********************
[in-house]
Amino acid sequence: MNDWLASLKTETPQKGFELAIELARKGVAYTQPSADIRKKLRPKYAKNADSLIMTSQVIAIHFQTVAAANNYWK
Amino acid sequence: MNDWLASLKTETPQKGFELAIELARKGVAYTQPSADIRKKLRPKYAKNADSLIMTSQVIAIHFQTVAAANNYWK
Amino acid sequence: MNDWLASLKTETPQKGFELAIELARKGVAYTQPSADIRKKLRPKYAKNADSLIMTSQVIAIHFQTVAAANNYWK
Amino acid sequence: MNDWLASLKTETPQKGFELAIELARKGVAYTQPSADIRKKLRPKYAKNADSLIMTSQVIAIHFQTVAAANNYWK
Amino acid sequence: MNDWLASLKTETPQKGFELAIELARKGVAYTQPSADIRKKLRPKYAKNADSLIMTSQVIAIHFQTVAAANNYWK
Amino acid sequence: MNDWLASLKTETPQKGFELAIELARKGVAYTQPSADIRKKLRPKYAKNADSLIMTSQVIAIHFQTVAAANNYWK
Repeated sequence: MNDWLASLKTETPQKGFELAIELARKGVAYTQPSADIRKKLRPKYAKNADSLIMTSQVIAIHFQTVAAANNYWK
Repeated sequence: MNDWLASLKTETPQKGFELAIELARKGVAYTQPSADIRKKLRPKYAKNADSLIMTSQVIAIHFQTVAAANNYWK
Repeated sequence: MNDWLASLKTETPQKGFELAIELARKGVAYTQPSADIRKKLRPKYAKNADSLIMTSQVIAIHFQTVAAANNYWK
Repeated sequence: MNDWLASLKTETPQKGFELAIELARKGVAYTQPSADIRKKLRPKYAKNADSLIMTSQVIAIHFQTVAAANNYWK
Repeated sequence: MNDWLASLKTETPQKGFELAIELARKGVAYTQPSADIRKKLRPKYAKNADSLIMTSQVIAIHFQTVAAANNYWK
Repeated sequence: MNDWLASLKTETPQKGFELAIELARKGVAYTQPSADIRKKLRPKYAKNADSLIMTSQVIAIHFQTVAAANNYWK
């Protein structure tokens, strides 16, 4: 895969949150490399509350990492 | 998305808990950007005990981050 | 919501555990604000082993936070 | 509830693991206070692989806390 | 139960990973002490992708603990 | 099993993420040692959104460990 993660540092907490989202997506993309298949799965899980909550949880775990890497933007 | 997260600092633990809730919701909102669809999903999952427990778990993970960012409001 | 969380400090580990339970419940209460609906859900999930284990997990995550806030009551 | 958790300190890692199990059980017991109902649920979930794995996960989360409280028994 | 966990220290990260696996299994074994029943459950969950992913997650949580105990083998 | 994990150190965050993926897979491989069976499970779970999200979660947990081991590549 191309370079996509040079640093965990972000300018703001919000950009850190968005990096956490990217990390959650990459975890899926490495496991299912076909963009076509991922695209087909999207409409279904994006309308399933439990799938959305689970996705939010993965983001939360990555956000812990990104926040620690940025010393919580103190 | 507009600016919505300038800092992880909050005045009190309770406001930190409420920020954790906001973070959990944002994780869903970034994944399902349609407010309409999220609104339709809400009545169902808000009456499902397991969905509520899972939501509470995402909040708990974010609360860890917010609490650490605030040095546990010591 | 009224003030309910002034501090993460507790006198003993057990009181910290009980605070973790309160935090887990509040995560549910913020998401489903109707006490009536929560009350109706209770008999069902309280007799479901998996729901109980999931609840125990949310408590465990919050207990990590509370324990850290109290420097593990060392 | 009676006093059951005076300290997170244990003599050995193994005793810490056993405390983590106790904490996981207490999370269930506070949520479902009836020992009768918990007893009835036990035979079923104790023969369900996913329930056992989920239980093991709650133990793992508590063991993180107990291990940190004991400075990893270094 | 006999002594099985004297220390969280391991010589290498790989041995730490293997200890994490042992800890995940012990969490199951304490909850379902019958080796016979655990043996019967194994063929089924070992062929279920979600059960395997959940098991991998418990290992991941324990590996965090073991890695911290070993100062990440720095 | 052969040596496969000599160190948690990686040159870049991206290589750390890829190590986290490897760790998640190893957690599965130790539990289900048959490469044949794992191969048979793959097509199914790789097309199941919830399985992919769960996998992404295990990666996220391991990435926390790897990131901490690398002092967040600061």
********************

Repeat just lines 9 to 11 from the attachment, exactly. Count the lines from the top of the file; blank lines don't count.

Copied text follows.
Repeated sequence: MNDWLASLKTETPQKGFELAIELARKGVAYTQPSADIRKKLRPKYAKNADSLIMTSQVIAIHFQTVAAANNYWK
Repeated sequence: MNDWLASLKTETPQKGFELAIELARKGVAYTQPSADIRKKLRPKYAKNADSLIMTSQVIAIHFQTVAAANNYWK
Repeated sequence: MNDWLASLKTETPQKGFELAIELARKGVAYTQPSADIRKKLRPKYAKNADSLIMTSQVIAIHFQTVAAANNYWK